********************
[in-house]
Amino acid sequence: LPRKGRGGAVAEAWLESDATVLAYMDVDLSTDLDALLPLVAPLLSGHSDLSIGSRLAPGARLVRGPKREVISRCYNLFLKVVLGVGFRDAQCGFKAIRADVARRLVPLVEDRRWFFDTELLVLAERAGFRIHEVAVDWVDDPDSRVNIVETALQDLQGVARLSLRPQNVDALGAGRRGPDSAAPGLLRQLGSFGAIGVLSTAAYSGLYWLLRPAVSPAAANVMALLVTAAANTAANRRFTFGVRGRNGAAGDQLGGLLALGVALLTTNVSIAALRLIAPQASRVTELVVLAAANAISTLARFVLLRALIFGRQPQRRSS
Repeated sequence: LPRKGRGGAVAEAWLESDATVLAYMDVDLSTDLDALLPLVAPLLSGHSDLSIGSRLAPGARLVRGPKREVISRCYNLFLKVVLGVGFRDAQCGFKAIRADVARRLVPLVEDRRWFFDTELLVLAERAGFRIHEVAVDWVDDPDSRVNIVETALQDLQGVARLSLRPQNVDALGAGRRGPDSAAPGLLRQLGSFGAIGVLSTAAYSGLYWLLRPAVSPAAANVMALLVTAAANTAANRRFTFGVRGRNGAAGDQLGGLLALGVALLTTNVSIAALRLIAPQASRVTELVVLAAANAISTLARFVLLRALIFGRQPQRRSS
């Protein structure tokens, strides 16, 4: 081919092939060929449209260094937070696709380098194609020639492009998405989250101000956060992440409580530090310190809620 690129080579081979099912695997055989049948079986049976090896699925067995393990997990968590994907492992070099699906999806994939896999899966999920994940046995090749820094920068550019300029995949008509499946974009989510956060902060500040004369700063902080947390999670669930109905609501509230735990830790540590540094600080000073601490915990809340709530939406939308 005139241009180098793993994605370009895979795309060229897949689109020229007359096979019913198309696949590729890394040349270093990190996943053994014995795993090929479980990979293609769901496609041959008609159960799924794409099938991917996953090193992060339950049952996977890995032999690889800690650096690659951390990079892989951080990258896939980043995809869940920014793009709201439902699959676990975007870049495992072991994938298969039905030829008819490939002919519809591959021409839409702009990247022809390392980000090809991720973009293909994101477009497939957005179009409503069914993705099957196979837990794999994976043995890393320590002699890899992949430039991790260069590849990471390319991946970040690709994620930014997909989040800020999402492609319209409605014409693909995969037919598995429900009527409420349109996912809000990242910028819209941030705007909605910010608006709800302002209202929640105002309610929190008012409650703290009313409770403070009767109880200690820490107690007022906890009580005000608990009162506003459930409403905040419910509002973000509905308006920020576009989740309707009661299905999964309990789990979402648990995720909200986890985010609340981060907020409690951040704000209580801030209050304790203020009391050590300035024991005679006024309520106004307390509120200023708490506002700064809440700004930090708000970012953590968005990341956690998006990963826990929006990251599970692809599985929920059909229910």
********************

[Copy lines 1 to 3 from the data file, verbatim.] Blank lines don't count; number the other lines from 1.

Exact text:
[in-house]
Amino acid sequence: LPRKGRGGAVAEAWLESDATVLAYMDVDLSTDLDALLPLVAPLLSGHSDLSIGSRLAPGARLVRGPKREVISRCYNLFLKVVLGVGFRDAQCGFKAIRADVARRLVPLVEDRRWFFDTELLVLAERAGFRIHEVAVDWVDDPDSRVNIVETALQDLQGVARLSLRPQNVDALGAGRRGPDSAAPGLLRQLGSFGAIGVLSTAAYSGLYWLLRPAVSPAAANVMALLVTAAANTAANRRFTFGVRGRNGAAGDQLGGLLALGVALLTTNVSIAALRLIAPQASRVTELVVLAAANAISTLARFVLLRALIFGRQPQRRSS
Repeated sequence: LPRKGRGGAVAEAWLESDATVLAYMDVDLSTDLDALLPLVAPLLSGHSDLSIGSRLAPGARLVRGPKREVISRCYNLFLKVVLGVGFRDAQCGFKAIRADVARRLVPLVEDRRWFFDTELLVLAERAGFRIHEVAVDWVDDPDSRVNIVETALQDLQGVARLSLRPQNVDALGAGRRGPDSAAPGLLRQLGSFGAIGVLSTAAYSGLYWLLRPAVSPAAANVMALLVTAAANTAANRRFTFGVRGRNGAAGDQLGGLLALGVALLTTNVSIAALRLIAPQASRVTELVVLAAANAISTLARFVLLRALIFGRQPQRRSS